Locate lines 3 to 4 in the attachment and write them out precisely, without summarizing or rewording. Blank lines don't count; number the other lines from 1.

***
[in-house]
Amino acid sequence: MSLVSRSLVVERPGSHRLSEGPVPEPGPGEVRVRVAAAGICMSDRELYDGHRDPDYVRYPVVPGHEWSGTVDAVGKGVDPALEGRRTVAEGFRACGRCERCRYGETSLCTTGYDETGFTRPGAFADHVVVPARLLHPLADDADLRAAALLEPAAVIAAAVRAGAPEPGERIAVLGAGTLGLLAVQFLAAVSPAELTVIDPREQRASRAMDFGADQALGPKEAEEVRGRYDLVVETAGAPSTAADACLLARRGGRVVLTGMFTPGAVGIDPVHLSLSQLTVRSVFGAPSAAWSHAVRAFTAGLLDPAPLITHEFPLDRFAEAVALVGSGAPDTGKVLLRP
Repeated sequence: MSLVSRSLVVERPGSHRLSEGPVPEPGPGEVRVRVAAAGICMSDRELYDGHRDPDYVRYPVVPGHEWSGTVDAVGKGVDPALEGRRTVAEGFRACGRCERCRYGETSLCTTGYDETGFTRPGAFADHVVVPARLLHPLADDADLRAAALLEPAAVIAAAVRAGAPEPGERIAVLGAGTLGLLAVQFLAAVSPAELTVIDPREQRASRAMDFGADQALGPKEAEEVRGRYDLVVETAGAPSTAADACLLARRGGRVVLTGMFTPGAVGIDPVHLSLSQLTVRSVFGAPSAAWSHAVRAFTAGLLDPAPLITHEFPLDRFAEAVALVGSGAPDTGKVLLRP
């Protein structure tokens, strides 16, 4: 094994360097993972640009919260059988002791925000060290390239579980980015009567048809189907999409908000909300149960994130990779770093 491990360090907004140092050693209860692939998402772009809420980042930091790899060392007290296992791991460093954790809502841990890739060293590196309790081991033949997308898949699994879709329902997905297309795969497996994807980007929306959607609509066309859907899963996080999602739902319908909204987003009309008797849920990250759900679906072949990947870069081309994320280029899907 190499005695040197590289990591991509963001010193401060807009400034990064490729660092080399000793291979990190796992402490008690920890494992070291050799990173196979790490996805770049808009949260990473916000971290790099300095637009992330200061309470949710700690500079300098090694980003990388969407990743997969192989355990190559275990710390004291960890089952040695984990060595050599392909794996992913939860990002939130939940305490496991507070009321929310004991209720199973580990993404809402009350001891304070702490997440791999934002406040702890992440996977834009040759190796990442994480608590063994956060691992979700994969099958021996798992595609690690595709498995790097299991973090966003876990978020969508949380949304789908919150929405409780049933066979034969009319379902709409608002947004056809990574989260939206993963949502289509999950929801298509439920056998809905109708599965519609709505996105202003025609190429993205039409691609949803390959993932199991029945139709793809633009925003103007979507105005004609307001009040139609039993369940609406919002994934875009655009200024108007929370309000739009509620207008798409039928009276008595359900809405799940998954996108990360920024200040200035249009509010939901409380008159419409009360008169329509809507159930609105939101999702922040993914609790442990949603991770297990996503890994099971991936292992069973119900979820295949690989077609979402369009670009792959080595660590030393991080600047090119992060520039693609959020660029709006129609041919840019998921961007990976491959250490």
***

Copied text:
Repeated sequence: MSLVSRSLVVERPGSHRLSEGPVPEPGPGEVRVRVAAAGICMSDRELYDGHRDPDYVRYPVVPGHEWSGTVDAVGKGVDPALEGRRTVAEGFRACGRCERCRYGETSLCTTGYDETGFTRPGAFADHVVVPARLLHPLADDADLRAAALLEPAAVIAAAVRAGAPEPGERIAVLGAGTLGLLAVQFLAAVSPAELTVIDPREQRASRAMDFGADQALGPKEAEEVRGRYDLVVETAGAPSTAADACLLARRGGRVVLTGMFTPGAVGIDPVHLSLSQLTVRSVFGAPSAAWSHAVRAFTAGLLDPAPLITHEFPLDRFAEAVALVGSGAPDTGKVLLRP
């Protein structure tokens, strides 16, 4: 094994360097993972640009919260059988002791925000060290390239579980980015009567048809189907999409908000909300149960994130990779770093 491990360090907004140092050693209860692939998402772009809420980042930091790899060392007290296992791991460093954790809502841990890739060293590196309790081991033949997308898949699994879709329902997905297309795969497996994807980007929306959607609509066309859907899963996080999602739902319908909204987003009309008797849920990250759900679906072949990947870069081309994320280029899907 190499005695040197590289990591991509963001010193401060807009400034990064490729660092080399000793291979990190796992402490008690920890494992070291050799990173196979790490996805770049808009949260990473916000971290790099300095637009992330200061309470949710700690500079300098090694980003990388969407990743997969192989355990190559275990710390004291960890089952040695984990060595050599392909794996992913939860990002939130939940305490496991507070009321929310004991209720199973580990993404809402009350001891304070702490997440791999934002406040702890992440996977834009040759190796990442994480608590063994956060691992979700994969099958021996798992595609690690595709498995790097299991973090966003876990978020969508949380949304789908919150929405409780049933066979034969009319379902709409608002947004056809990574989260939206993963949502289509999950929801298509439920056998809905109708599965519609709505996105202003025609190429993205039409691609949803390959993932199991029945139709793809633009925003103007979507105005004609307001009040139609039993369940609406919002994934875009655009200024108007929370309000739009509620207008798409039928009276008595359900809405799940998954996108990360920024200040200035249009509010939901409380008159419409009360008169329509809507159930609105939101999702922040993914609790442990949603991770297990996503890994099971991936292992069973119900979820295949690989077609979402369009670009792959080595660590030393991080600047090119992060520039693609959020660029709006129609041919840019998921961007990976491959250490």